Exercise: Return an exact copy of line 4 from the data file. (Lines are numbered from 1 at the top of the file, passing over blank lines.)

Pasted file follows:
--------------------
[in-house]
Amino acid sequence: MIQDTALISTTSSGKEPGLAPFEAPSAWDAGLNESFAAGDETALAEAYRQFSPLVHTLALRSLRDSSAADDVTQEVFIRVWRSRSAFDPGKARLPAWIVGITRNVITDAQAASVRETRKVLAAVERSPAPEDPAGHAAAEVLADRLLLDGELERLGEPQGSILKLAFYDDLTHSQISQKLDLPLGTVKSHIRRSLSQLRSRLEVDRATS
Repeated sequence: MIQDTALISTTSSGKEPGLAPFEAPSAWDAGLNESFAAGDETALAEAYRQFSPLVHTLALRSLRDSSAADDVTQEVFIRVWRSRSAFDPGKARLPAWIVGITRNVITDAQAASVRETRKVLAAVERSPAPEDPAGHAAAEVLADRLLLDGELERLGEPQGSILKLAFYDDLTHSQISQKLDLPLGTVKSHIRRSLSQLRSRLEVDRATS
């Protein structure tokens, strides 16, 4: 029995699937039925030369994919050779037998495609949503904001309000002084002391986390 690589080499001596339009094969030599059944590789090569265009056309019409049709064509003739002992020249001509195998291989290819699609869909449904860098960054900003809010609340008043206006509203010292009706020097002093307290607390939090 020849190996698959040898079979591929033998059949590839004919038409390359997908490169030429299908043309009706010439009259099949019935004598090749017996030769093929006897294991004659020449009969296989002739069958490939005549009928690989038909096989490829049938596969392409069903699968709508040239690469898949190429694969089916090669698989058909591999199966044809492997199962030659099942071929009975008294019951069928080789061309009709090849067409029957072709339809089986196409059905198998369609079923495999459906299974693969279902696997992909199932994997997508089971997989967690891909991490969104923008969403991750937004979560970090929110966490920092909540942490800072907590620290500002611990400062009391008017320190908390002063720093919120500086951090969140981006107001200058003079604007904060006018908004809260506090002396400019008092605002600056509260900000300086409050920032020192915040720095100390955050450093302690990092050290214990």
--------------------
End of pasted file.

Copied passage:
């Protein structure tokens, strides 16, 4: 029995699937039925030369994919050779037998495609949503904001309000002084002391986390 690589080499001596339009094969030599059944590789090569265009056309019409049709064509003739002992020249001509195998291989290819699609869909449904860098960054900003809010609340008043206006509203010292009706020097002093307290607390939090 020849190996698959040898079979591929033998059949590839004919038409390359997908490169030429299908043309009706010439009259099949019935004598090749017996030769093929006897294991004659020449009969296989002739069958490939005549009928690989038909096989490829049938596969392409069903699968709508040239690469898949190429694969089916090669698989058909591999199966044809492997199962030659099942071929009975008294019951069928080789061309009709090849067409029957072709339809089986196409059905198998369609079923495999459906299974693969279902696997992909199932994997997508089971997989967690891909991490969104923008969403991750937004979560970090929110966490920092909540942490800072907590620290500002611990400062009391008017320190908390002063720093919120500086951090969140981006107001200058003079604007904060006018908004809260506090002396400019008092605002600056509260900000300086409050920032020192915040720095100390955050450093302690990092050290214990």